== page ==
2 bay leaves (for cottage pie) or 1 teaspoon dried thyme leaves (for shepherd's pie)
2 cups chopped yellow or sweet onion
2 4 1/2-ounce jars sliced mushrooms, undrained
16 ounces frozen mixed vegetables
1/2 cup fat-free drippings from beef or lamb roast + enough beef stock to total 1 cup of total liquid
3 firmly-packed tablespoons cornstarch dissolved into 6 tablespoons cold water (Note from Mel: If you must thicken these meat pies further, because you want a pretty picture or something that sticks together, think twice. Served with a piece or two of crusty bread, or a buttermilk biscuit to sop up the juices, this is a sloppy treat you do not want to miss out on.)
all mashed potatoes from above recipe
~Step 1. In a wide-bottomed 4-quart stockpot, melt butter over low heat and stir in salt, pepper and bay or thyme leaves. Add the onions and increase heat to saute until onions are soft and translucent, 5-6 minutes. Stir in mushrooms followed by frozen vegetables. Bring to a simmer and continue to cook until vegetables are just cooked through, another 5-6 minutes.
~ Step 2. In a 1-cup measuring container, stir the drippings with enough stock to total 1 cup. Add them to pan and return to a steady simmer. In the same measuring container, combine the cornstarch with the water then add that too.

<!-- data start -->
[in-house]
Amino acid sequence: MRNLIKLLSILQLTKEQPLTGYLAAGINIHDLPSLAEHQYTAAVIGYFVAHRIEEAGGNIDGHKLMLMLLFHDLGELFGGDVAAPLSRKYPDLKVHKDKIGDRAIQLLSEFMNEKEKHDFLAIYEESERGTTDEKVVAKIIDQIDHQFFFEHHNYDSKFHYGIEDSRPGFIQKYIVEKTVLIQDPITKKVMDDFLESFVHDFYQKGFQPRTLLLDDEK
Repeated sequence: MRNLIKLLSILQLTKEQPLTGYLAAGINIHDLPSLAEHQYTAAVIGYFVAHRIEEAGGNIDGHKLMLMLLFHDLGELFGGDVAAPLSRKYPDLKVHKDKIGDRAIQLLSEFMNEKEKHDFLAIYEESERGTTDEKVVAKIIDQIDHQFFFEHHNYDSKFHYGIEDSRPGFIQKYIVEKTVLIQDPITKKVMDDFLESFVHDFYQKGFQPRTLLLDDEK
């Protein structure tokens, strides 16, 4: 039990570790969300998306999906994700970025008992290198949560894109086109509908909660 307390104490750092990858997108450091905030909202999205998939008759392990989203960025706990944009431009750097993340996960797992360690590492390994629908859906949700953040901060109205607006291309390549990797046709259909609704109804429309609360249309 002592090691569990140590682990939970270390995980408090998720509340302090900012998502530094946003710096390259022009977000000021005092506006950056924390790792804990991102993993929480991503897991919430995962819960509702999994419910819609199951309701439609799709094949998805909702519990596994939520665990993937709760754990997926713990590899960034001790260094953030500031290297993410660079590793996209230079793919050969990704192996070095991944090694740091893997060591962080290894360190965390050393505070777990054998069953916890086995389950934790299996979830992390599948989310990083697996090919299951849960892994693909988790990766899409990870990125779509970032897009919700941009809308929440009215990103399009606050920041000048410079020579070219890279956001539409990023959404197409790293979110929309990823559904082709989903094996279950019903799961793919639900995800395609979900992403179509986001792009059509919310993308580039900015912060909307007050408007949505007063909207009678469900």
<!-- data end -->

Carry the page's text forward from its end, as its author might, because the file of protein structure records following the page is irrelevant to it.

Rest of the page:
~ Step 3. Adjust heat to a steady simmer and continue to cook, stirring frequently, until a nice thickened sauce-like gravy has formed. Stir in all of the diced meat and cook, stirring constantly, until meat is warmed through, about 1-2 minutes.
Transfer the savory meat mixture to a large 4-quart casserole...
Special Equipment List: cutting board, chef's knife; 8-quart stockpot w/lid; colander; 1-cup measuring container; fork; hand-held vegetable masher; wide-bottomed 4-quart stockpot; 1-cup measuring container; large spoon; 4-quart casserole
Cook's Note: Roasting beef and lamb is better than store-bought ground meat in cottage or shepherd's pie. Click into Categories 2 or 3 to get my recipes for ~ Eye-of-Round = Back-to-School Sandwiches ~ and ~ Succulent Boneless Leg of Lamb w/Creamy au Jus ~.
"We are all in this food world together." ~ Melanie Preschutti
(Recipe, Commentary and Photos courtesy of Melanie's Kitchen/Copyright 2016)